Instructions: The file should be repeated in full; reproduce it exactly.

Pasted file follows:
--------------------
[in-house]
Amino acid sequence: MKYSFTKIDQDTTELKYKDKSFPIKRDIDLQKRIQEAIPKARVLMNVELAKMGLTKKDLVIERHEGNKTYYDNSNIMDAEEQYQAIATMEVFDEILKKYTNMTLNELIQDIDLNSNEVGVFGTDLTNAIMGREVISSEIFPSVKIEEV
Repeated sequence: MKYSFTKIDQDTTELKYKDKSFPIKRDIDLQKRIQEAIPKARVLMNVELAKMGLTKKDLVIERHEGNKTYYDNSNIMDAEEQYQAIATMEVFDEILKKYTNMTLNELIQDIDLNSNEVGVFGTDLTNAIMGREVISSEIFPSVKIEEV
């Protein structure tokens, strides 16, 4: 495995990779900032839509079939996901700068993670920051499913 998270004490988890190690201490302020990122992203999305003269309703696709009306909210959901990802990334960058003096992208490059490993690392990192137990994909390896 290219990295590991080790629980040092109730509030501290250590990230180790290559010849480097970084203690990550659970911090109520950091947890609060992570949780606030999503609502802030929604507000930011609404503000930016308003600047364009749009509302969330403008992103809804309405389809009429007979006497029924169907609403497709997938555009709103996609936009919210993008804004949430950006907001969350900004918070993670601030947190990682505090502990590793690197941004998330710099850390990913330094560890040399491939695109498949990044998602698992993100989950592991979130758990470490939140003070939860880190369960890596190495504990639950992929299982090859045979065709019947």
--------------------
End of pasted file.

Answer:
[in-house]
Amino acid sequence: MKYSFTKIDQDTTELKYKDKSFPIKRDIDLQKRIQEAIPKARVLMNVELAKMGLTKKDLVIERHEGNKTYYDNSNIMDAEEQYQAIATMEVFDEILKKYTNMTLNELIQDIDLNSNEVGVFGTDLTNAIMGREVISSEIFPSVKIEEV
Repeated sequence: MKYSFTKIDQDTTELKYKDKSFPIKRDIDLQKRIQEAIPKARVLMNVELAKMGLTKKDLVIERHEGNKTYYDNSNIMDAEEQYQAIATMEVFDEILKKYTNMTLNELIQDIDLNSNEVGVFGTDLTNAIMGREVISSEIFPSVKIEEV
């Protein structure tokens, strides 16, 4: 495995990779900032839509079939996901700068993670920051499913 998270004490988890190690201490302020990122992203999305003269309703696709009306909210959901990802990334960058003096992208490059490993690392990192137990994909390896 290219990295590991080790629980040092109730509030501290250590990230180790290559010849480097970084203690990550659970911090109520950091947890609060992570949780606030999503609502802030929604507000930011609404503000930016308003600047364009749009509302969330403008992103809804309405389809009429007979006497029924169907609403497709997938555009709103996609936009919210993008804004949430950006907001969350900004918070993670601030947190990682505090502990590793690197941004998330710099850390990913330094560890040399491939695109498949990044998602698992993100989950592991979130758990470490939140003070939860880190369960890596190495504990639950992929299982090859045979065709019947």